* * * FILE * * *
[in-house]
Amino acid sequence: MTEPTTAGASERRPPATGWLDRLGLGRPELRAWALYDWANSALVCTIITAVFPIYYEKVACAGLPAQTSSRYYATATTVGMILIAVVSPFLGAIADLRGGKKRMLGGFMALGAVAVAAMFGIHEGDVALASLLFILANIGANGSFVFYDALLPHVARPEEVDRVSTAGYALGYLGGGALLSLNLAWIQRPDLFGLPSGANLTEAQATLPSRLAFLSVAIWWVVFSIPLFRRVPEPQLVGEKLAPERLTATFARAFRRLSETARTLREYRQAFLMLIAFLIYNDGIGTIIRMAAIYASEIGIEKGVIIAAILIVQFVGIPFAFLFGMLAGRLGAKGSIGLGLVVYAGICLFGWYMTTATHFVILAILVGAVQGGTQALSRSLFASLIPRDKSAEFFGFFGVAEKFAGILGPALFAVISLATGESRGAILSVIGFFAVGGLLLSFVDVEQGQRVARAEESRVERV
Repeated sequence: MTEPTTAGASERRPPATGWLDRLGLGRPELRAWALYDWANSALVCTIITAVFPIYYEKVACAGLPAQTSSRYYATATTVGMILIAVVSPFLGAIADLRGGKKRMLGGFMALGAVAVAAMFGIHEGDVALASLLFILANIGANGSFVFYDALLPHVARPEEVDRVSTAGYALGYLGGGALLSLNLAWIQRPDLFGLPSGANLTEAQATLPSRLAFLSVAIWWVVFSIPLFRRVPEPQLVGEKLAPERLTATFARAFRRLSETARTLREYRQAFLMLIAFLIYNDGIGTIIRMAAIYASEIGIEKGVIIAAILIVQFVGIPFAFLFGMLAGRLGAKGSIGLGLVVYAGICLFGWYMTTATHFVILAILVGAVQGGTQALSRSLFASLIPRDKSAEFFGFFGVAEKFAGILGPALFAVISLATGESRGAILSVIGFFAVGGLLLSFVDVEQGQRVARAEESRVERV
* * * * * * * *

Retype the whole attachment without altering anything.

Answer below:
[in-house]
Amino acid sequence: MTEPTTAGASERRPPATGWLDRLGLGRPELRAWALYDWANSALVCTIITAVFPIYYEKVACAGLPAQTSSRYYATATTVGMILIAVVSPFLGAIADLRGGKKRMLGGFMALGAVAVAAMFGIHEGDVALASLLFILANIGANGSFVFYDALLPHVARPEEVDRVSTAGYALGYLGGGALLSLNLAWIQRPDLFGLPSGANLTEAQATLPSRLAFLSVAIWWVVFSIPLFRRVPEPQLVGEKLAPERLTATFARAFRRLSETARTLREYRQAFLMLIAFLIYNDGIGTIIRMAAIYASEIGIEKGVIIAAILIVQFVGIPFAFLFGMLAGRLGAKGSIGLGLVVYAGICLFGWYMTTATHFVILAILVGAVQGGTQALSRSLFASLIPRDKSAEFFGFFGVAEKFAGILGPALFAVISLATGESRGAILSVIGFFAVGGLLLSFVDVEQGQRVARAEESRVERV
Repeated sequence: MTEPTTAGASERRPPATGWLDRLGLGRPELRAWALYDWANSALVCTIITAVFPIYYEKVACAGLPAQTSSRYYATATTVGMILIAVVSPFLGAIADLRGGKKRMLGGFMALGAVAVAAMFGIHEGDVALASLLFILANIGANGSFVFYDALLPHVARPEEVDRVSTAGYALGYLGGGALLSLNLAWIQRPDLFGLPSGANLTEAQATLPSRLAFLSVAIWWVVFSIPLFRRVPEPQLVGEKLAPERLTATFARAFRRLSETARTLREYRQAFLMLIAFLIYNDGIGTIIRMAAIYASEIGIEKGVIIAAILIVQFVGIPFAFLFGMLAGRLGAKGSIGLGLVVYAGICLFGWYMTTATHFVILAILVGAVQGGTQALSRSLFASLIPRDKSAEFFGFFGVAEKFAGILGPALFAVISLATGESRGAILSVIGFFAVGGLLLSFVDVEQGQRVARAEESRVERV